If I had been asked to mentor six months ago, I would have definitely been interested but probably would have declined, thinking it wouldn’t realistically fit into my busy schedule. Between work and school I feel I barely have time for my important “me” time. However, I know that when I find something I truly want to do, I manage to find the time. Yes, I want to help others and make this world a better place. But building a relationship is not a task to draw a line through once accomplished. I hadn’t anticipated how much mentoring would impact me.
In January, I started a one semester internship at Trusted Mentors as part of earning my masters in social work. After a couple months connecting mentors and mentees, I knew I wanted to become involved more than professionally. About a month ago I expressed my interest in becoming a volunteer mentor. I had a general understanding of what that involved. As Trusted Mentors works with individuals who are at risk of homelessness, I imagined applying mentoring in this context.
I admit, the idea of mentoring made me assess my knowledge of homelessness, and frankly, I found myself feeling a little insecure. Though I feel stable and accomplished and therefore able to be a role model--what did I know about overcoming homelessness or poverty? It is one thing to experience the stress of possible poverty, but quite another to actually experience it. Before my anxiety increased too much, I was quickly calmed by the Trusted Mentors staff who reassured me that the most important part of mentoring is building a healthy relationship.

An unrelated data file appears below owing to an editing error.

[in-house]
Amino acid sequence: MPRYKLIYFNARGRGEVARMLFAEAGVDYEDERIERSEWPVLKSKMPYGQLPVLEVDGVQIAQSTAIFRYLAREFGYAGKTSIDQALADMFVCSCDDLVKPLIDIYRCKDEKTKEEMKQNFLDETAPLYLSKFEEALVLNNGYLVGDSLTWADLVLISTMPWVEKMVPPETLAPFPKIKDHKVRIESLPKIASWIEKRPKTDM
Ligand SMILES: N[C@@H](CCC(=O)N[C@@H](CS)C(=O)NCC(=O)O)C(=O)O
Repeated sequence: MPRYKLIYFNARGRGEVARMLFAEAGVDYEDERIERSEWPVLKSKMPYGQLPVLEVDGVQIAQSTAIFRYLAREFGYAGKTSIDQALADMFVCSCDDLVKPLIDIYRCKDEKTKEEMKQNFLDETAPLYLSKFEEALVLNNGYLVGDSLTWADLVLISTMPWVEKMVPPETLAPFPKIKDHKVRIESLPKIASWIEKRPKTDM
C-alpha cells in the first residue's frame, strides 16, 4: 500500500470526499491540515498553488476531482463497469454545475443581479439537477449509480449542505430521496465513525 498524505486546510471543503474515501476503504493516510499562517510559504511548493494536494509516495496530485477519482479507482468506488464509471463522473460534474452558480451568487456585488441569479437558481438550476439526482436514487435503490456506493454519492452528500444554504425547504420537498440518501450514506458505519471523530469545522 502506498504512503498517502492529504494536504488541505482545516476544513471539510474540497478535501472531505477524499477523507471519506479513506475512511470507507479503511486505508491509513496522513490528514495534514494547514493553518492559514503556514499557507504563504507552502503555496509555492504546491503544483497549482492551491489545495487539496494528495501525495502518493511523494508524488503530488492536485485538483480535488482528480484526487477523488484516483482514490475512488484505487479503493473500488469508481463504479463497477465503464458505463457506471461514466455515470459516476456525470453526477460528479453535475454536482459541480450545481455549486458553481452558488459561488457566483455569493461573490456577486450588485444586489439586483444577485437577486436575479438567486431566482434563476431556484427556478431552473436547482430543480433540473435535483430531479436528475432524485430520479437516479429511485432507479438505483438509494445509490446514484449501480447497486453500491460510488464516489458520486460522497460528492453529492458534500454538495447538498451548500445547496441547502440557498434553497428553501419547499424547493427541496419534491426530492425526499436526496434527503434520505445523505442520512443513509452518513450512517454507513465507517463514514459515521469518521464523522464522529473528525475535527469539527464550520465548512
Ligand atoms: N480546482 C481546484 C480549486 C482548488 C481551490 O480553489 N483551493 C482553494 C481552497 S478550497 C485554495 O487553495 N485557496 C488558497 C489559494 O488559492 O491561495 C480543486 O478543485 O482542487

What does a healthy relationship look like-- stable, trusting, accepting, supportive. My mentee described a mentor as “someone I can be open and honest with, without any judgment.” And I could help her reach her goals through “support… and be[ing] nice.” I love my mentee’s answers and they gave me confidence that I can provide the support she needs.
Having experienced prejudice and discrimination myself, I can relate to not wanting to be judged. Mentoring started me thinking about what we each need, and supportive, positive relationships are a need I think we often don’t think about. How often do we ask ourselves, “What healthy relationships do I have in my life?” My appreciation for healthy relationships has greatly increased as I interact with individuals who have little or no support.
As an intern, I am genuinely giddy to hear mentees benefiting from the mentoring process. I have not been matched very long, but I have thoroughly enjoyed learning more about my mentee. I see strengths and beautiful qualities in my mentee, which she doesn’t yet realize. I am witnessing how a healthy relationship can help her view herself and her future more positively. I feel myself learning and growing in bounds as my perspective broadens. I am deeply touched by her trust and vulnerability when she confides in me. I look forward to our friendship growing over the following year and longer.
If you enjoy volunteering, I highly recommend giving mentoring a chance!
Marea Kinney is a Graduate Student Intern with Trusted Mentors through the IUPUI School of Social Work.